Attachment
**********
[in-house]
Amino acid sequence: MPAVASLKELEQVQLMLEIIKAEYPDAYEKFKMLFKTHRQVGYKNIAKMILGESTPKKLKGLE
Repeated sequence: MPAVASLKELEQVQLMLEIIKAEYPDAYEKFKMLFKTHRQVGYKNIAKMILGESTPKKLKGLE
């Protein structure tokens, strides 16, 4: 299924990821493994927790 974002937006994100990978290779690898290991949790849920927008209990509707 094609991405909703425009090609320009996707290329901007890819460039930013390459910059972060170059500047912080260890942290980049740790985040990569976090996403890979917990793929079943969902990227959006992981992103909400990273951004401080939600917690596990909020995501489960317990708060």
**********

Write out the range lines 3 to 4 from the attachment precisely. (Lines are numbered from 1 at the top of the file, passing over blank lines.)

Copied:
Repeated sequence: MPAVASLKELEQVQLMLEIIKAEYPDAYEKFKMLFKTHRQVGYKNIAKMILGESTPKKLKGLE
């Protein structure tokens, strides 16, 4: 299924990821493994927790 974002937006994100990978290779690898290991949790849920927008209990509707 094609991405909703425009090609320009996707290329901007890819460039930013390459910059972060170059500047912080260890942290980049740790985040990569976090996403890979917990793929079943969902990227959006992981992103909400990273951004401080939600917690596990909020995501489960317990708060």